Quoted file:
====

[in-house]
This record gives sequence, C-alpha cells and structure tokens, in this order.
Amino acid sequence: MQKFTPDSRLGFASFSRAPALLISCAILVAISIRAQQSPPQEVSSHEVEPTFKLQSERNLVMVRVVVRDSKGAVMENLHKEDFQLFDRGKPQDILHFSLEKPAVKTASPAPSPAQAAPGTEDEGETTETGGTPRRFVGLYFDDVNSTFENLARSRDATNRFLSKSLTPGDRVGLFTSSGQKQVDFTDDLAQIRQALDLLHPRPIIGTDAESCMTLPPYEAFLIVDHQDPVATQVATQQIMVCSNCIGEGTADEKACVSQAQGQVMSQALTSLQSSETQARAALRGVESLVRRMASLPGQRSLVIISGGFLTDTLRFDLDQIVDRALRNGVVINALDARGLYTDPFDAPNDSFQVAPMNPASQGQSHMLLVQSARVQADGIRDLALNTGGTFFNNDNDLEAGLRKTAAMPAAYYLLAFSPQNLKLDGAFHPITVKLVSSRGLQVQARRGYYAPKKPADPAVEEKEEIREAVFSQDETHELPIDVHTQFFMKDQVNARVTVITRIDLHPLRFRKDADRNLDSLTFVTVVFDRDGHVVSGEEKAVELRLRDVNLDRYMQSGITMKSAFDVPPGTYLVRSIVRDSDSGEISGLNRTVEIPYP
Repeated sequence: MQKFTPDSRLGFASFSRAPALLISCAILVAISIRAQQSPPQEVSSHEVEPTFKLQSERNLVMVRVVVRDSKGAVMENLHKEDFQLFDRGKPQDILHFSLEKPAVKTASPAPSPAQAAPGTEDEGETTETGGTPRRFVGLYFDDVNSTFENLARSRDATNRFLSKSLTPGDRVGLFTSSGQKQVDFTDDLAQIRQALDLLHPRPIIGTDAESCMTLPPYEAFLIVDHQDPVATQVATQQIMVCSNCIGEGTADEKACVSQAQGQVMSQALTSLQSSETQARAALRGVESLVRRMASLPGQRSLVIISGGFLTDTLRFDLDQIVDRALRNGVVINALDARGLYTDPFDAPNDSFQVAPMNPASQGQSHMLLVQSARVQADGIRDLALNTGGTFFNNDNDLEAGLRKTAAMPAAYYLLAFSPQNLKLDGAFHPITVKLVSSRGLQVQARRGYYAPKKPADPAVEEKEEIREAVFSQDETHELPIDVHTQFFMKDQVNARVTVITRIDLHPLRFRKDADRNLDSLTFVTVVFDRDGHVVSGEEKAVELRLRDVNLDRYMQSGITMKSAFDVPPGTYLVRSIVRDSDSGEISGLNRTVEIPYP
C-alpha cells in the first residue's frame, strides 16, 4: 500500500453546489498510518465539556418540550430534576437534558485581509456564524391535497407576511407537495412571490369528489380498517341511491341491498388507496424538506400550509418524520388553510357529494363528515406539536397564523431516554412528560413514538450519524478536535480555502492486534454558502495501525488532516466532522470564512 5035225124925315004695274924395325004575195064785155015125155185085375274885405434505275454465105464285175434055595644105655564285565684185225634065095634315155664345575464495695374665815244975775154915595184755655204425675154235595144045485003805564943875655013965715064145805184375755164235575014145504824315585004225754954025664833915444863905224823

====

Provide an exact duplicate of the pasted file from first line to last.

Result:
[in-house]
This record gives sequence, C-alpha cells and structure tokens, in this order.
Amino acid sequence: MQKFTPDSRLGFASFSRAPALLISCAILVAISIRAQQSPPQEVSSHEVEPTFKLQSERNLVMVRVVVRDSKGAVMENLHKEDFQLFDRGKPQDILHFSLEKPAVKTASPAPSPAQAAPGTEDEGETTETGGTPRRFVGLYFDDVNSTFENLARSRDATNRFLSKSLTPGDRVGLFTSSGQKQVDFTDDLAQIRQALDLLHPRPIIGTDAESCMTLPPYEAFLIVDHQDPVATQVATQQIMVCSNCIGEGTADEKACVSQAQGQVMSQALTSLQSSETQARAALRGVESLVRRMASLPGQRSLVIISGGFLTDTLRFDLDQIVDRALRNGVVINALDARGLYTDPFDAPNDSFQVAPMNPASQGQSHMLLVQSARVQADGIRDLALNTGGTFFNNDNDLEAGLRKTAAMPAAYYLLAFSPQNLKLDGAFHPITVKLVSSRGLQVQARRGYYAPKKPADPAVEEKEEIREAVFSQDETHELPIDVHTQFFMKDQVNARVTVITRIDLHPLRFRKDADRNLDSLTFVTVVFDRDGHVVSGEEKAVELRLRDVNLDRYMQSGITMKSAFDVPPGTYLVRSIVRDSDSGEISGLNRTVEIPYP
Repeated sequence: MQKFTPDSRLGFASFSRAPALLISCAILVAISIRAQQSPPQEVSSHEVEPTFKLQSERNLVMVRVVVRDSKGAVMENLHKEDFQLFDRGKPQDILHFSLEKPAVKTASPAPSPAQAAPGTEDEGETTETGGTPRRFVGLYFDDVNSTFENLARSRDATNRFLSKSLTPGDRVGLFTSSGQKQVDFTDDLAQIRQALDLLHPRPIIGTDAESCMTLPPYEAFLIVDHQDPVATQVATQQIMVCSNCIGEGTADEKACVSQAQGQVMSQALTSLQSSETQARAALRGVESLVRRMASLPGQRSLVIISGGFLTDTLRFDLDQIVDRALRNGVVINALDARGLYTDPFDAPNDSFQVAPMNPASQGQSHMLLVQSARVQADGIRDLALNTGGTFFNNDNDLEAGLRKTAAMPAAYYLLAFSPQNLKLDGAFHPITVKLVSSRGLQVQARRGYYAPKKPADPAVEEKEEIREAVFSQDETHELPIDVHTQFFMKDQVNARVTVITRIDLHPLRFRKDADRNLDSLTFVTVVFDRDGHVVSGEEKAVELRLRDVNLDRYMQSGITMKSAFDVPPGTYLVRSIVRDSDSGEISGLNRTVEIPYP
C-alpha cells in the first residue's frame, strides 16, 4: 500500500453546489498510518465539556418540550430534576437534558485581509456564524391535497407576511407537495412571490369528489380498517341511491341491498388507496424538506400550509418524520388553510357529494363528515406539536397564523431516554412528560413514538450519524478536535480555502492486534454558502495501525488532516466532522470564512 5035225124925315004695274924395325004575195064785155015125155185085375274885405434505275454465105464285175434055595644105655564285565684185225634065095634315155664345575464495695374665815244975775154915595184755655204425675154235595144045485003805564943875655013965715064145805184375755164235575014145504824315585004225754954025664833915444863905224823